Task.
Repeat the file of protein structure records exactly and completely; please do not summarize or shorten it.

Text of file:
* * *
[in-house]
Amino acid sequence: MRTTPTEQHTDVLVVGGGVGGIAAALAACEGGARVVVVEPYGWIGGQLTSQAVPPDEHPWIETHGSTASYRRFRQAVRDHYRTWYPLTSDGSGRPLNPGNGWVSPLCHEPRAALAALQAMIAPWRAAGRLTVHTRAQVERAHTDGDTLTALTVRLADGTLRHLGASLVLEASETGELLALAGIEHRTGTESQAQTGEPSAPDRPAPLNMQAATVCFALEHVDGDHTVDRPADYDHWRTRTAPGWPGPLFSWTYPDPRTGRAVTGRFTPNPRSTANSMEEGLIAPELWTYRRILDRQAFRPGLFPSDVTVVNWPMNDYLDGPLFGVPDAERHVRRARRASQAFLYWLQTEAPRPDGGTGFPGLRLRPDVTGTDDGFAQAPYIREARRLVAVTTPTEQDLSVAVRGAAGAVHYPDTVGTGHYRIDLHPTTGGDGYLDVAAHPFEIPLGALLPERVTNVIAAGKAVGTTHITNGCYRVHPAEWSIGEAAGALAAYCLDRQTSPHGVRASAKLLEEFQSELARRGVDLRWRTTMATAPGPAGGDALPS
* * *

[in-house]
Amino acid sequence: MRTTPTEQHTDVLVVGGGVGGIAAALAACEGGARVVVVEPYGWIGGQLTSQAVPPDEHPWIETHGSTASYRRFRQAVRDHYRTWYPLTSDGSGRPLNPGNGWVSPLCHEPRAALAALQAMIAPWRAAGRLTVHTRAQVERAHTDGDTLTALTVRLADGTLRHLGASLVLEASETGELLALAGIEHRTGTESQAQTGEPSAPDRPAPLNMQAATVCFALEHVDGDHTVDRPADYDHWRTRTAPGWPGPLFSWTYPDPRTGRAVTGRFTPNPRSTANSMEEGLIAPELWTYRRILDRQAFRPGLFPSDVTVVNWPMNDYLDGPLFGVPDAERHVRRARRASQAFLYWLQTEAPRPDGGTGFPGLRLRPDVTGTDDGFAQAPYIREARRLVAVTTPTEQDLSVAVRGAAGAVHYPDTVGTGHYRIDLHPTTGGDGYLDVAAHPFEIPLGALLPERVTNVIAAGKAVGTTHITNGCYRVHPAEWSIGEAAGALAAYCLDRQTSPHGVRASAKLLEEFQSELARRGVDLRWRTTMATAPGPAGGDALPS